Forget the Holy Grail, it seems humans can actually live forever by just relying on a simple enzyme.
New clinical trials have suggested a male hormone, Danazol, could be the “elixir of youth” as it is capable of reversing ageing in cells.
The New England Journal of Medicine published the research, which found that the production of the Telomerase enzyme, which stops cells from ageing, could be induced in a laboratory by giving patients prescription steroids.
Rodrigo Calado, Professor at the Medical School, explains how ageing is measured by the team: “One of the processes associated with aging is the progressive shortening of telomeres - the DNA protecting structures at the end of chromosomes.
“Each time a cell divides, the telomeres (ends) of chromosomes get shorter and eventually, the cell can’t replicate anymore and dies.”
The Telomerase enzyme is able to repair these telomeres so that they do not become progressively shorter as they split and duplicate. Meaning that cells do not degenerate and “age” in the same way.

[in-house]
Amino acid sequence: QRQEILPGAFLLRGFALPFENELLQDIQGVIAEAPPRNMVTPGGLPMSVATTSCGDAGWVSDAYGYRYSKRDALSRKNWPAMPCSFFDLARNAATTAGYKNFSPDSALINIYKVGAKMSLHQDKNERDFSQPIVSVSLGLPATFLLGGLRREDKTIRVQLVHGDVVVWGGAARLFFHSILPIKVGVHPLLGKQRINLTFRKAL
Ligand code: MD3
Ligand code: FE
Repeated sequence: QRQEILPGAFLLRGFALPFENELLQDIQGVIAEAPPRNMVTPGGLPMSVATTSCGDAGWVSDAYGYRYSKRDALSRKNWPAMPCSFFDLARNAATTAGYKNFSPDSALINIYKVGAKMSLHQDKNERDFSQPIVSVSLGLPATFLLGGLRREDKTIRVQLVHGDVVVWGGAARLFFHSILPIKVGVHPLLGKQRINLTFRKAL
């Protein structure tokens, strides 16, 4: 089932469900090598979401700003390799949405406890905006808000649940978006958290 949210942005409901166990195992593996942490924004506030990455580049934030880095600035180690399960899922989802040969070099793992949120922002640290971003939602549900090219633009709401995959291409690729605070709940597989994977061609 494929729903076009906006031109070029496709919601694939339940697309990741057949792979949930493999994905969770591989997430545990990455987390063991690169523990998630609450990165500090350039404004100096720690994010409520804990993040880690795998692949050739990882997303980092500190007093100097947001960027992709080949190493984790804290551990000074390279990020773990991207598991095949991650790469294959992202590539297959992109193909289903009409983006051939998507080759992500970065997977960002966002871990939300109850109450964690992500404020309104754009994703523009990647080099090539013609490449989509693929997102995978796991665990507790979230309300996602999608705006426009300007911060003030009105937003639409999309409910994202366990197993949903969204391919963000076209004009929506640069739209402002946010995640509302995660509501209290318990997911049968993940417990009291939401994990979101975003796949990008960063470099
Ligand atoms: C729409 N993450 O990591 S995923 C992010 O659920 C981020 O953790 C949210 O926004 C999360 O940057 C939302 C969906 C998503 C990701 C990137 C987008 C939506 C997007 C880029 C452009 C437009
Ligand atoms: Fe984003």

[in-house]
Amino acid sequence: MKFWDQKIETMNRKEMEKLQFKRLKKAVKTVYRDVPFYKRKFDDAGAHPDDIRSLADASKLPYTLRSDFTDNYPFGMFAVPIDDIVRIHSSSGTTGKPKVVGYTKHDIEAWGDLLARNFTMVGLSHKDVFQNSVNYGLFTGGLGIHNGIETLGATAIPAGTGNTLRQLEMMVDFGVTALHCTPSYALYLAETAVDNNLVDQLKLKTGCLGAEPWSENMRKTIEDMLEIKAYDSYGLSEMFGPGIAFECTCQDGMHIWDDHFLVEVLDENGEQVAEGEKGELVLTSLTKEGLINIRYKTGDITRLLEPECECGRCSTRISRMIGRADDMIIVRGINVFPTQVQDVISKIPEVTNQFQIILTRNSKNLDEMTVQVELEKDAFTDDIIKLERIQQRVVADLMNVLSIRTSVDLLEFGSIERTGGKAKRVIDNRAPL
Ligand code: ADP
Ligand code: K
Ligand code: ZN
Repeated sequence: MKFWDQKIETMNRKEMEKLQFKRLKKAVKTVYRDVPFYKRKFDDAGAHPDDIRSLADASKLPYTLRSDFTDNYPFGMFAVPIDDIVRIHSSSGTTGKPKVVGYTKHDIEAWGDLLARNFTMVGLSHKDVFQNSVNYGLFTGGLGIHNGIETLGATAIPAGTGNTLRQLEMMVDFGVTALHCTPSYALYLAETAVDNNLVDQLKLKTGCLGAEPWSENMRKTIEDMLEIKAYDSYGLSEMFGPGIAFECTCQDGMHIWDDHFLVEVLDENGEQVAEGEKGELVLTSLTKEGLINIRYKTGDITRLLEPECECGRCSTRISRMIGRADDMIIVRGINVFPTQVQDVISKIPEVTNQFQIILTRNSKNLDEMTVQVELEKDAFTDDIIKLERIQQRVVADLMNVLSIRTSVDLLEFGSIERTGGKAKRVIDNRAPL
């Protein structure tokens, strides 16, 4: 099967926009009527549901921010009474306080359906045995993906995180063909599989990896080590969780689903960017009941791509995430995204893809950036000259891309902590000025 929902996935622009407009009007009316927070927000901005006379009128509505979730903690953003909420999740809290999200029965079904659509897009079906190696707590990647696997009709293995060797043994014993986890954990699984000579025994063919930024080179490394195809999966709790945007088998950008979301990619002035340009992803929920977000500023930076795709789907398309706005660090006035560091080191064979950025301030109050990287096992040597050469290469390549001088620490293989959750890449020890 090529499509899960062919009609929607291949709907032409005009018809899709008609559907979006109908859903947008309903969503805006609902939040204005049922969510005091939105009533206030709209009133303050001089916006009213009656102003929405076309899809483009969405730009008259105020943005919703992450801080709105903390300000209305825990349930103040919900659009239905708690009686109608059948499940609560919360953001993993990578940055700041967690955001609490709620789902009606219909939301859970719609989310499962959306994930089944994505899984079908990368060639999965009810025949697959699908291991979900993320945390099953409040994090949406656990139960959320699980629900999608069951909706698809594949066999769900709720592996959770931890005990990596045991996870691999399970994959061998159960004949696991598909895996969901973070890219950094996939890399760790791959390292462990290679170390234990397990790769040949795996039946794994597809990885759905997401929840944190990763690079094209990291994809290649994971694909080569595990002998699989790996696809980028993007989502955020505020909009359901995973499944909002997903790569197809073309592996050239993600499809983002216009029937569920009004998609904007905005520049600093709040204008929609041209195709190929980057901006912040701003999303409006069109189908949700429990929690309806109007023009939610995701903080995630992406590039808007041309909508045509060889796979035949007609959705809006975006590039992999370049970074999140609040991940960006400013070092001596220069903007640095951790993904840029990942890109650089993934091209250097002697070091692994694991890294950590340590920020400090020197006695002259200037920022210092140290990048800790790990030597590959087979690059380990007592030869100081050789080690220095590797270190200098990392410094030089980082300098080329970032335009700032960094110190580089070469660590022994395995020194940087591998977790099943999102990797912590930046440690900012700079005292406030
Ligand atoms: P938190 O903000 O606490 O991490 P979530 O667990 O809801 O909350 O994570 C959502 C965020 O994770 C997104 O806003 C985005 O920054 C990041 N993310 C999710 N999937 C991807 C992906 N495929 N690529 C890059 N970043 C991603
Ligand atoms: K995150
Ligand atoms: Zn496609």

Telomarase is naturally found in the human body, but now the Brazilian scientists have shown that taking steroids can restart production on command.
If patients take a synthetic male hormone, Danazol, telomere length was shown to increase by 386 base pairs on average over two years.
“On completion of the protocol, the medication was interrupted, and we observed a fall in all counts. Several patients resumed the medication with smaller doses, individually adjusted to minimize side effects,” Calado said.
Calado hopes these findings will help those with aplastic anemia, a disease caused by a deficiency of this enzyme.